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Wednesday, February 24, 2010

The Biopic as Opera (originally published 2/95)

Last week I took a look back at the long tradition of film biographies of famous composers, the most recent of which is "Immortal Beloved," featuring Gary Oldman as Beethoven. In recommending the films that I did, I was careful to point out that film biographies of composers, like all film biographies, should be regarded as sources of good entertainment rather than as sources of good history.

One fascinating case in point is the considerable body of work in this area by a filmmaker whom I did not mention last time. He's actually made more films about the lives of composers than any other filmmaker I'm aware of, but it certainly is not an interest in documenting the true and indisputable facts of the lives of these musicians that keeps him returning to this subject matter. He's got other fish to fry.

His name is Ken Russell. As the purveyor of one of the most interesting visual styles in the world of contemporary cinema, he makes films that rarely fail to evoke strong reactions -- both positive and negative. Whereas most films placidly unfold on the screen in front of you, a Russell film is more likely to grab you by the scruff of the neck and rough you up a bit. His imagery is big, broad, and passionate -- in a word, operatic.

That, I think, is the reason for his fascination with composers. His own relationship to the medium of film is more musical than dramatic. Indeed, he reminds me of no one so much as Ludwig van Beethoven, whose piano playing is said to have been so ferocious as to threaten to reduce the instrument to cordwood and splinters. That's more or less the way Russell makes a movie.

It's a style that is not for everyone, to be sure. In addition to sacrificing cinematic conventions on the altar of electrifying imagery, including some of the sacred cows of moviegoers for whom the play's the thing, Russell can be especially cavalier about historical accuracy. He'd much rather lay bare the soul of the music and see what it reveals about the soul of the composer.

Russell's early experiments with his unique style of composer biographies were produced for BBC television, including films about Elgar, Debussy, Richard Strauss, and Delius. None of these early works is currently available on video [2010 NOTE: Happily, this deficit has since been ameliorated. Of the programs mentioned here, only the Strauss bio remains unavailable.], but his three feature films dealing with composers' lives have been released. If you're ready for a unique viewing experience, give them a try.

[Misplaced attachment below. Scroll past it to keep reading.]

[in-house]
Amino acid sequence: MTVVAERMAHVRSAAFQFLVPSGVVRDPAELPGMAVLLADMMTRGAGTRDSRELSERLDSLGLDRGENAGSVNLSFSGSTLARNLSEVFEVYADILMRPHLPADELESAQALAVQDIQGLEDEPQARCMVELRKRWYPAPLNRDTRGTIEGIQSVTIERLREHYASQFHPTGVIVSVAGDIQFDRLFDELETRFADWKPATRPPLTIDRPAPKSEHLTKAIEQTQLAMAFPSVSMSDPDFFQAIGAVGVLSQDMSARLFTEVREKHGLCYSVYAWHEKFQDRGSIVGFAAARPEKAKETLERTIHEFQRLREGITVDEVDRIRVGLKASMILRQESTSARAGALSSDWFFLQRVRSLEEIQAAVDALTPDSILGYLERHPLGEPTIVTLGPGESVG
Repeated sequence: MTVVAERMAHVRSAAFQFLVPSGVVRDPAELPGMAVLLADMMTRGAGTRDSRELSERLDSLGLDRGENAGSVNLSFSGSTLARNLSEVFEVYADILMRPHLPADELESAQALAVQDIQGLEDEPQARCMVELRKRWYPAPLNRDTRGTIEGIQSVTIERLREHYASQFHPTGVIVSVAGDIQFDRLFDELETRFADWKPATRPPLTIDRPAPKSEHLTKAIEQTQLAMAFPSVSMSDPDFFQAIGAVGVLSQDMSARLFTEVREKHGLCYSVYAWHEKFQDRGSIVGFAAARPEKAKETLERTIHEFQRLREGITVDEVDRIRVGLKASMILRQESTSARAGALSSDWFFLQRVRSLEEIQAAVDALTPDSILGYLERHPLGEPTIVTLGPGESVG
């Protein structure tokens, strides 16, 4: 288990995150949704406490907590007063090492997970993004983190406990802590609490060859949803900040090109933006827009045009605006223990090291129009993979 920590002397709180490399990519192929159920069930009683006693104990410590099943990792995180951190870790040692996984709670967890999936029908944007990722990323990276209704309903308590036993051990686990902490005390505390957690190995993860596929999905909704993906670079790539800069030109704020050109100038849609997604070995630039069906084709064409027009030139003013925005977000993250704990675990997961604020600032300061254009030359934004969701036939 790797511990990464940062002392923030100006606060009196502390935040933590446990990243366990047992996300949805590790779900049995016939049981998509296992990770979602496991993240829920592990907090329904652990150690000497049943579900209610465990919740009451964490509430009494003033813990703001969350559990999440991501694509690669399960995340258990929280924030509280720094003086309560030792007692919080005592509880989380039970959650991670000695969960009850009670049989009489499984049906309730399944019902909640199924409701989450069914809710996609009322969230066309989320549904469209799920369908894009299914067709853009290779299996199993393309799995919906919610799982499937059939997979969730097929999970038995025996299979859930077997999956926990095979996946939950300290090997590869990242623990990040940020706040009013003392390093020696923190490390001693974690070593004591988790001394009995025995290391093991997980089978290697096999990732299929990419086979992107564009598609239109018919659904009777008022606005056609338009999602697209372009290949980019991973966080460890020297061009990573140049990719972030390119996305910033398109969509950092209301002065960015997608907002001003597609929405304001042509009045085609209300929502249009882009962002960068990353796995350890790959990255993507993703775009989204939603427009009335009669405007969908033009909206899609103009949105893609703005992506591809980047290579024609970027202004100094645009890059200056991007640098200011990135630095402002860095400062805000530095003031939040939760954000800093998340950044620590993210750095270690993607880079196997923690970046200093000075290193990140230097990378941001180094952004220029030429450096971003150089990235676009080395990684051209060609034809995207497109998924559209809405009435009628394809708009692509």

"The Music Lovers" (1971). By way of presenting the life of Tchaikovsky, Russell offers us a meditation on the idealism of 19th century Romanticism. That may sound dry and academic, but I assure you that Russell has no difficulty bringing such musings vividly to life. We watch in growing alarm as Tchaikovsky uses the theatrical fantasy world of his music to retreat from harsh reality into a particularly disturbing kind of madness.

"Mahler" (1974). Russell's screen biography of Gustav Mahler is, on the surface, relatively conventional. We see Mahler toward the end of his life on a train journey with his wife, Alma. As they reflect on their turbulent relationship, the film provides illustrative flashbacks. Underneath, however, as Russell himself has pointed out, he was up to something rather crafty, borrowing the structural principle of the rondo from music and applying it to film. A piece of music in rondo form alternates a central theme with any number of variations, but always returning to the original theme before proceeding to the next variation. In "Mahler," Russell says, the central theme is love while the variations are scenes representing aspects of death.

"Lisztomania" (1975). Last week I mentioned "Song Without End" (1960), in which Franz Liszt is portrayed as a matinee idol. In "Lisztomania," Russell takes that concept to its logical conclusion, recognizing that Liszt was in effect the first rock star. To nail down the point, he cast a sure-enough rock star, Roger Daltrey of The Who, to play the part of Liszt. The imagery here is about as wild as it gets, so you may not want to make this your first Russell movie.

Like the audience who staggered out of the first performance of Beethoven's "Eroica" symphony, those who see Ken Russell's work experience the vertiginous sensation of the aesthetic ground shifting under their feet. You may emerge elated or infuriated, possibly both, but you won't be unaffected.

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